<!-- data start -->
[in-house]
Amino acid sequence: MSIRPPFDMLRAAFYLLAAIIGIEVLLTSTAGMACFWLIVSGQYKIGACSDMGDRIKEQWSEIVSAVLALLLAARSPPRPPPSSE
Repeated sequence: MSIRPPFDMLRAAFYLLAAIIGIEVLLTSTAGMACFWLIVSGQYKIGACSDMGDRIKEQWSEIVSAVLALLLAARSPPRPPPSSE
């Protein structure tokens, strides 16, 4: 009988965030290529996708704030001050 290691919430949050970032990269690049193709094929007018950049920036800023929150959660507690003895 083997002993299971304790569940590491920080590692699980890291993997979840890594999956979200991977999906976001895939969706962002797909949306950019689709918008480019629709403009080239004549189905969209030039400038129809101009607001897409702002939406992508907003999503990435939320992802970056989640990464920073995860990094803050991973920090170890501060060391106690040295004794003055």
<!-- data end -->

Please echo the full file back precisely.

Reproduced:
[in-house]
Amino acid sequence: MSIRPPFDMLRAAFYLLAAIIGIEVLLTSTAGMACFWLIVSGQYKIGACSDMGDRIKEQWSEIVSAVLALLLAARSPPRPPPSSE
Repeated sequence: MSIRPPFDMLRAAFYLLAAIIGIEVLLTSTAGMACFWLIVSGQYKIGACSDMGDRIKEQWSEIVSAVLALLLAARSPPRPPPSSE
């Protein structure tokens, strides 16, 4: 009988965030290529996708704030001050 290691919430949050970032990269690049193709094929007018950049920036800023929150959660507690003895 083997002993299971304790569940590491920080590692699980890291993997979840890594999956979200991977999906976001895939969706962002797909949306950019689709918008480019629709403009080239004549189905969209030039400038129809101009607001897409702002939406992508907003999503990435939320992802970056989640990464920073995860990094803050991973920090170890501060060391106690040295004794003055």